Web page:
As just described, constructing this tree is straightforward:

1. Detect all the bridges.
2. Remove (burn) all the bridges
3. “Shrink” the remaining connected components into single nodes.
4. Put the bridges back.
5. The resulting graph is the bridge tree.

Like before, the “shrinking” process might be too vague, but an engineer approach will work just as well:

1. Detect all the bridges.
2. Remove all the bridges temporarily; store them in an array for now.
3. Collect all connected components. Assume there are $k$ connected components.
4. Construct an array $f$, where $f[i]$ denotes the index of the connected component containing $i$.
5. Construct a graph with $k$ nodes and initially $0$ edges.
6. For every bridge $(a, b)$, add the edge $(f[a], f[b])$ to the graph.
7. The resulting graph is the bridge tree.

Congratulations! You have now constructed the bridge tree and you may now use it to solve some problems.

## Biconnected components

A biconnected component, or BCC, is a maximal subgraph that is biconnected. The natural question is: How can we find the BCCs, and what can we say about their structure? Again, assume the graph is connected for simplicity.

The structure of the BCCs of a graph is quite different from the structure of the $2$-edge-connected components. In particular, BCCs can overlap! See the following picture:

So given this complication, how can we compute the BCCs?

The natural first step is to compute all the articulation points. After that, notice that pairs of BCCs can only overlap on at most one node, and that node must be an articulation point.

However, it looks like we're stuck. Even given that information, there doesn't seem to be a simple way to compute the BCCs.

Fortunately, we can actually modify DFS (again!) to compute the BCCs alongside the articulation points! The key here is to think of a BCC as a set of edges, rather than a set of nodes; this way, each edge belongs to exactly one BCC, which is very helpful. Furthermore, similar to Tarjan's SCC algorithm, we can again collect the edges that belong to the same BCC on a stack, and pop whenever we detect an articulation point!

function DFS(i, p):
disc[i] = low[i] = time++

children = 0
has_low_child = false
if disc[j] == -1:
stack.push(edge(i, j))
DFS(j, i)

low[i] = min(low[i], low[j])
children++

if low[j] >= disc[i]:
has_low_child = true
get_bcc(edge(i, j))

else if j != p:
low[i] = min(low[i], disc[j])

if (p == -1 and children >= 2) or (p != -1 and has_low_child):
mark i as an articulation point

function get_bcc(e):
// pop the stack until you pop e, and collect those as a BCC
bcc = new empty vector
do:
E = stack.pop()
bcc.push(E)
while E != e
bccs.push(bcc)

function articulation_points_and_BCCs():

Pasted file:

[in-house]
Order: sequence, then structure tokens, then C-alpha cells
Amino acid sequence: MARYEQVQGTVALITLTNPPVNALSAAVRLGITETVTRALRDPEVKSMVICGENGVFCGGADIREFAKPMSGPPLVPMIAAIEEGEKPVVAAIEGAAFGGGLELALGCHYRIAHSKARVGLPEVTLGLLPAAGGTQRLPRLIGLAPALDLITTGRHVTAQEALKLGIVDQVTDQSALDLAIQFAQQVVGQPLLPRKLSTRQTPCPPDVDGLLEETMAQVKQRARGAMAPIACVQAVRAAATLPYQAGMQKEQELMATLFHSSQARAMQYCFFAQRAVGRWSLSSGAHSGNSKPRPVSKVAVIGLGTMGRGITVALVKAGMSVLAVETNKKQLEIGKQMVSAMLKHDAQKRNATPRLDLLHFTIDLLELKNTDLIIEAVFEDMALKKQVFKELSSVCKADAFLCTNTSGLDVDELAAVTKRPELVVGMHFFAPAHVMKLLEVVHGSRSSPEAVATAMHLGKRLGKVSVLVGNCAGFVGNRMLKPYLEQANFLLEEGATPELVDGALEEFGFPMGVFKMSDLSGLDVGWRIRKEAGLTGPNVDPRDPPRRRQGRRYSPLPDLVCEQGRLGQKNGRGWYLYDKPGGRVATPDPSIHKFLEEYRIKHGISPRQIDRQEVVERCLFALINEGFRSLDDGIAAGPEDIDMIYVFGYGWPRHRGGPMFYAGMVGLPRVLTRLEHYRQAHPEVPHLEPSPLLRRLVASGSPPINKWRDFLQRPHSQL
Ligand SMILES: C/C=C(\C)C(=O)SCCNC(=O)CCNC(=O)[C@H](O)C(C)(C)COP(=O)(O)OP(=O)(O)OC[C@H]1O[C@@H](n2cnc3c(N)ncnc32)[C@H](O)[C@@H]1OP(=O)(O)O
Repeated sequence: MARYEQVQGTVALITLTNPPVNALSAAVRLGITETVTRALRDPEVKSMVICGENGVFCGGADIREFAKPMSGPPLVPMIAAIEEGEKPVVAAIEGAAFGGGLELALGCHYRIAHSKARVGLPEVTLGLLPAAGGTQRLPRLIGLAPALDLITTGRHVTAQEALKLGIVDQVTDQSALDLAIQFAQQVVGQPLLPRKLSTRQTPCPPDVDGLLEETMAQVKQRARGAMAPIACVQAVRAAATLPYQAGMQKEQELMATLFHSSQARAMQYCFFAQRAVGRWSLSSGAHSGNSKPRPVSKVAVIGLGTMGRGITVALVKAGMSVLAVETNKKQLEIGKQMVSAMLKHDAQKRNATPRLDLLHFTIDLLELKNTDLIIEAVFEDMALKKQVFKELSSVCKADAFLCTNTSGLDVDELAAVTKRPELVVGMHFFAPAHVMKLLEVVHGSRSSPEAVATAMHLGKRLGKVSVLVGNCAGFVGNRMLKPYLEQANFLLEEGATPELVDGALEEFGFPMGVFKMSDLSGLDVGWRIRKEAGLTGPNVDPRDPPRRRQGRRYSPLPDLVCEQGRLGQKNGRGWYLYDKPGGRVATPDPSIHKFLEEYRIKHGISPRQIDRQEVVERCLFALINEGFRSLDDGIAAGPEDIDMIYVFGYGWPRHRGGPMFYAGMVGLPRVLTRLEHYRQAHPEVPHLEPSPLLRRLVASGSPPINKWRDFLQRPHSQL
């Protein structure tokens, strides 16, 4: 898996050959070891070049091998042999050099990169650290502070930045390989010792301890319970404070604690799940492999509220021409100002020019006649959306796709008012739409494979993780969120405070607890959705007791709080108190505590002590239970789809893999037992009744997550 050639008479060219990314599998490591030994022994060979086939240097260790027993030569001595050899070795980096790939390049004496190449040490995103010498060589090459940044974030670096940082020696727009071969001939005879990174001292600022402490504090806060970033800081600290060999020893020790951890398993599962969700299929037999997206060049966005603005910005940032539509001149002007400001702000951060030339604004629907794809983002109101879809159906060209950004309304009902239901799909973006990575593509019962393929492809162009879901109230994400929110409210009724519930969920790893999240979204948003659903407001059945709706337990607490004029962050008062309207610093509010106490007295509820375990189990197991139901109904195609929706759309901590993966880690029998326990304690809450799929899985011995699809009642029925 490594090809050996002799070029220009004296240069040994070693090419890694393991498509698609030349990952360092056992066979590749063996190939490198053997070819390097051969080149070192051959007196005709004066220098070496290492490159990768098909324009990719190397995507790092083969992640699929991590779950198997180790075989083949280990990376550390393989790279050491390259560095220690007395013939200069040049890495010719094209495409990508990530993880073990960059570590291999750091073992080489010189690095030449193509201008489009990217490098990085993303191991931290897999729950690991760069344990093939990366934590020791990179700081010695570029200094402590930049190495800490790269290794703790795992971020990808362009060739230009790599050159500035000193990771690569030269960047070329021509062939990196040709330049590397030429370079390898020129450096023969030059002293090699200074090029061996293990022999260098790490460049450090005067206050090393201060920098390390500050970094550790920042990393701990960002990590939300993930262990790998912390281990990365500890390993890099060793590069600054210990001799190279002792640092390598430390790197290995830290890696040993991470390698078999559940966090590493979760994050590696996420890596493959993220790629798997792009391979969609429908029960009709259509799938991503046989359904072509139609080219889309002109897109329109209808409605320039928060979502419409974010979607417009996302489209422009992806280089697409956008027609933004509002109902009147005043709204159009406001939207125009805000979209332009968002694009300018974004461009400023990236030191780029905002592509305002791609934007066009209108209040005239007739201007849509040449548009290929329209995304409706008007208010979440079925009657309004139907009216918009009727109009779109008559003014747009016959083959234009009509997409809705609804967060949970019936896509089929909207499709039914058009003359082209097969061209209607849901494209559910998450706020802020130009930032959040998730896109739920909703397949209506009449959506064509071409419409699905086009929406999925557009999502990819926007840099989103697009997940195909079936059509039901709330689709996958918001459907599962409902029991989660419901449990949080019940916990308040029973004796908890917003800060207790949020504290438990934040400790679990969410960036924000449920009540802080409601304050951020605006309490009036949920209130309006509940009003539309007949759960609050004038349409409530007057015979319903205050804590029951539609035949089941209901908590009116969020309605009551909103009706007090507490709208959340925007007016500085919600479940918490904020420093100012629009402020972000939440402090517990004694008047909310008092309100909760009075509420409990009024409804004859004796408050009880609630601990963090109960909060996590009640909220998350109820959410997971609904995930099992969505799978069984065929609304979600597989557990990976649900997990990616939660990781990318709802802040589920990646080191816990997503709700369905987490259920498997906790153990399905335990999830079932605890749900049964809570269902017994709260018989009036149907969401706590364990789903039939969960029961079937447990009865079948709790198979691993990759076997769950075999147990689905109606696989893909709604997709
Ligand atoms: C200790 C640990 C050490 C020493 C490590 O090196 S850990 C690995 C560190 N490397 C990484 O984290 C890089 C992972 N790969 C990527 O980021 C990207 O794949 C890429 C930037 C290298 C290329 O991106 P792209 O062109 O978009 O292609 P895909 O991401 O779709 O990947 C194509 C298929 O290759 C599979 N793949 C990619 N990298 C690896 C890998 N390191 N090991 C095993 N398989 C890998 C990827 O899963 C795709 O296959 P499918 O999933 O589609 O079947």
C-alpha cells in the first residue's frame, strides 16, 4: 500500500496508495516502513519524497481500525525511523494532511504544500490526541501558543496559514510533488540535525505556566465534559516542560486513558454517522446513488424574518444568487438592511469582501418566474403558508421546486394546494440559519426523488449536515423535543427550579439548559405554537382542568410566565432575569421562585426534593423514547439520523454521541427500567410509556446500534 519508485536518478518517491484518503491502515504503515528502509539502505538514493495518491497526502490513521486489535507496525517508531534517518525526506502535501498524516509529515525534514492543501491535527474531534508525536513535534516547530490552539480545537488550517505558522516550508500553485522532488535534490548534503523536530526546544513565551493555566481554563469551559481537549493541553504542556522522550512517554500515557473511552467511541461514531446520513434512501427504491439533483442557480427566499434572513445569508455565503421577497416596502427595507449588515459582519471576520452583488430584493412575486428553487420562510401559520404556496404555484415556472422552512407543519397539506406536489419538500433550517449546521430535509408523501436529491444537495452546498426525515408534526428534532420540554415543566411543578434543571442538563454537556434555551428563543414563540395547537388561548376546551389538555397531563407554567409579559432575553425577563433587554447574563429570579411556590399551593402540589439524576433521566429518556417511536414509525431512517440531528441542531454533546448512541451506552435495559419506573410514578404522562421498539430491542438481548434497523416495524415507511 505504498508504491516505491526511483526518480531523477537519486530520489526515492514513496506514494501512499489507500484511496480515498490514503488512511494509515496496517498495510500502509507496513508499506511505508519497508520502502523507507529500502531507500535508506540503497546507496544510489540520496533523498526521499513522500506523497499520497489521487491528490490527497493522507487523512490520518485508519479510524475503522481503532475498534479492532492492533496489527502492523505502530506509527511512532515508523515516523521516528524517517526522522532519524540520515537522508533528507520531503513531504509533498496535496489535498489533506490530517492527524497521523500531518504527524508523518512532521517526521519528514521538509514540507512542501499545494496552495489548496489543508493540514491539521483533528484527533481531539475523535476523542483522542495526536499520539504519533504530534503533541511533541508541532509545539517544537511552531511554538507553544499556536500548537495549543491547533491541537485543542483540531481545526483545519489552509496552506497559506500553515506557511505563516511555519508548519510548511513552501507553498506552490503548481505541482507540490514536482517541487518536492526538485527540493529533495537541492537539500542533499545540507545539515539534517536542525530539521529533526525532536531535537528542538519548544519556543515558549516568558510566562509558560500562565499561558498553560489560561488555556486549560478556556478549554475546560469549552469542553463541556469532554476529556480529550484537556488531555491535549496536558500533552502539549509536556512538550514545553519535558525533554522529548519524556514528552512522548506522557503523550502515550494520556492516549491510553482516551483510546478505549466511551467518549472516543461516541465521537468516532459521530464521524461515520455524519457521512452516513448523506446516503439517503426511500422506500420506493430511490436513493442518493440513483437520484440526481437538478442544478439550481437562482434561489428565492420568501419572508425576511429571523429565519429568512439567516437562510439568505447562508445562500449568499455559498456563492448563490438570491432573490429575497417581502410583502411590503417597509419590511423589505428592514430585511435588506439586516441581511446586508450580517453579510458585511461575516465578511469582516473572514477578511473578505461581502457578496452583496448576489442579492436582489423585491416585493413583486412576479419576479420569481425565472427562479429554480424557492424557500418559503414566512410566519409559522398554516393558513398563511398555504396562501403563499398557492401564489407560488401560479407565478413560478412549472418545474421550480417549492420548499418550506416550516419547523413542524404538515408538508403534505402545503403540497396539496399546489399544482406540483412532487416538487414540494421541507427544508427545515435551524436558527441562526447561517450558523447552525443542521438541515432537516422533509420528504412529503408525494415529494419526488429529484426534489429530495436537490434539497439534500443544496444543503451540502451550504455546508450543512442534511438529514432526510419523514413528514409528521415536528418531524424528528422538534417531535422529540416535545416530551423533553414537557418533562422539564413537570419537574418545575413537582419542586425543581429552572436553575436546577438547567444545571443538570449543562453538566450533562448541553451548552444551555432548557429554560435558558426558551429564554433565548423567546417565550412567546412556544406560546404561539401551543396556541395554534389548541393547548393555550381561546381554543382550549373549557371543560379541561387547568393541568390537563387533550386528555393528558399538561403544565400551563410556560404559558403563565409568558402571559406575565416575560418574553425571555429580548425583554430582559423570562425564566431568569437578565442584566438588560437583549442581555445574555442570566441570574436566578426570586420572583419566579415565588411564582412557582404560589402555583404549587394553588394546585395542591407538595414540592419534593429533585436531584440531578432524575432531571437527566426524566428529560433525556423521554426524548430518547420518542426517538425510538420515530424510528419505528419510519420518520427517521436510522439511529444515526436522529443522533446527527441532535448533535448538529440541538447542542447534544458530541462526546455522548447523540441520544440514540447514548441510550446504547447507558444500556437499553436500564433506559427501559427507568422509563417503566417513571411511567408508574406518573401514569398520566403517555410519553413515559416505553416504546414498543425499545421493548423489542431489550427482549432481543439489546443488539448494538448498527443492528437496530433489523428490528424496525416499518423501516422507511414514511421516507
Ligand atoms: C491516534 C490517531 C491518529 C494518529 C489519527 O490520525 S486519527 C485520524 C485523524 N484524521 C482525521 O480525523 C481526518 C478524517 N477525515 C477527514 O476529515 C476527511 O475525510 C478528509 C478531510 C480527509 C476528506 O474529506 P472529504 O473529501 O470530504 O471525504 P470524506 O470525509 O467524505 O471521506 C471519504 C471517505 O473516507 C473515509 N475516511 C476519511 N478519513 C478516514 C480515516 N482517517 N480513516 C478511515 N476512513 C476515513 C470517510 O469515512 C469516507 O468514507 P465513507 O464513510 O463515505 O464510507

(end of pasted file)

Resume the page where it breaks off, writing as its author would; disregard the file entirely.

stack = new empty vector
bccs = new empty vector of vectors
time = 0
for i = 0..n-1:
disc[i] = -1

for i = 0..n-1:
if disc[i] == -1:
DFS(i, -1)
return bccs


After this $O(n + e)$ process, we now have the articulation points and the BCCs of the graph!

### Block graph

The next natural question is: what structure do the BCCs have? Remember that they can only overlap in at most one node, and this must be an articulation point. Therefore, the articulation points somehow serve the role of “edges” in the same way the bridges were the “edges” in the bridge tree.

The natural graph structure we can form, then, is to compress each BCC into a single node, and declare that two BCCs are adjacent iff they share an articulation point in common. This is called the block graph, and it's easy to see that this forms a valid connected graph structure on the BCCs, and that it encodes a bit of information about the connectivity of the graph as a whole. Constructing the block graph from this definition should be straightforward.

Here's an example of a block graph:

Unfortunately, as you can see above, the block graph is not (always) a tree! That's sad :( And that's the reason it's not called a “block tree”.

In fact, what's even sadder is that this can fail very badly. Specifically, a block graph formed from a graph with $n$ nodes and $O(n)$ edges can have up to $\Omega(n^2)$ edges! So that's really sad. (Recall that $f(n) = \Omega(g(n))$ is the same as $g(n) = O(f(n))$. Informally, you can think of $O$ as “asymptotically at most” and $\Omega$ as “asymptotically at least”.)

### Block-cut tree

Fortunately, there's an alternative structure on the BCCs where the number of edges doesn't explode. The key is to represent the articulation points as nodes in their own right. Thus, in our compressed graph, we have a node $a_x$ for each articulation point $x$ and a node $b_Y$ for each BCC $Y$. (Note that this “compressed” graph can actually be larger than the original graph!) We say there is an edge between $a_x$ and $b_Y$ if the BCC $Y$ contains the articulation point $x$. It can be seen that this structure is a tree (why?), and this is more commonly known as the block-cut tree. (“Block” stands for BCC and “cut” stands for cut vertex.)

Here's an example of a block-cut tree:

Thankfully, the block-cut tree is indeed a tree, thus it doesn't have that many more nodes and edges than the original one. And it still encodes a good amount of information about the connectivity between the BCCs. As an added bonus, the articulation points are represented as well!

Constructing a block-cut tree from definition should be straightforward.